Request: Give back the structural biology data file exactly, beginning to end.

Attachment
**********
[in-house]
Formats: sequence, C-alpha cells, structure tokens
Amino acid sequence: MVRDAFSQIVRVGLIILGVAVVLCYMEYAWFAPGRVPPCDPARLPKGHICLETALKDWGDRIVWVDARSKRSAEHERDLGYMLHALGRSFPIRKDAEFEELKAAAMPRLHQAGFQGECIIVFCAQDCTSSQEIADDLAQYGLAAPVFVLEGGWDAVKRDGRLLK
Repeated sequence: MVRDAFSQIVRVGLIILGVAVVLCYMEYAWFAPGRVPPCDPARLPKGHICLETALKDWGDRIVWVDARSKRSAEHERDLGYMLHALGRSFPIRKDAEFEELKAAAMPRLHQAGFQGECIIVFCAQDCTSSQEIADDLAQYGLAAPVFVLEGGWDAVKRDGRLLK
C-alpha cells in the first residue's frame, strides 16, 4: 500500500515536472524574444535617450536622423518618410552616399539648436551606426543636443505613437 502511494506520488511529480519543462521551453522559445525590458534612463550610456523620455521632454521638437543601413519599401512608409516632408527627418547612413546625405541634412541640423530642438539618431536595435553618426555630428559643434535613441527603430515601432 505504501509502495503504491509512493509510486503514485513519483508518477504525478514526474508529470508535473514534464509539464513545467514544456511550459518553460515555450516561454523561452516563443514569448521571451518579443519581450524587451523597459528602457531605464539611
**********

[in-house]
Formats: sequence, C-alpha cells, structure tokens
Amino acid sequence: MVRDAFSQIVRVGLIILGVAVVLCYMEYAWFAPGRVPPCDPARLPKGHICLETALKDWGDRIVWVDARSKRSAEHERDLGYMLHALGRSFPIRKDAEFEELKAAAMPRLHQAGFQGECIIVFCAQDCTSSQEIADDLAQYGLAAPVFVLEGGWDAVKRDGRLLK
Repeated sequence: MVRDAFSQIVRVGLIILGVAVVLCYMEYAWFAPGRVPPCDPARLPKGHICLETALKDWGDRIVWVDARSKRSAEHERDLGYMLHALGRSFPIRKDAEFEELKAAAMPRLHQAGFQGECIIVFCAQDCTSSQEIADDLAQYGLAAPVFVLEGGWDAVKRDGRLLK
C-alpha cells in the first residue's frame, strides 16, 4: 500500500515536472524574444535617450536622423518618410552616399539648436551606426543636443505613437 502511494506520488511529480519543462521551453522559445525590458534612463550610456523620455521632454521638437543601413519599401512608409516632408527627418547612413546625405541634412541640423530642438539618431536595435553618426555630428559643434535613441527603430515601432 505504501509502495503504491509512493509510486503514485513519483508518477504525478514526474508529470508535473514534464509539464513545467514544456511550459518553460515555450516561454523561452516563443514569448521571451518579443519581450524587451523597459528602457531605464539611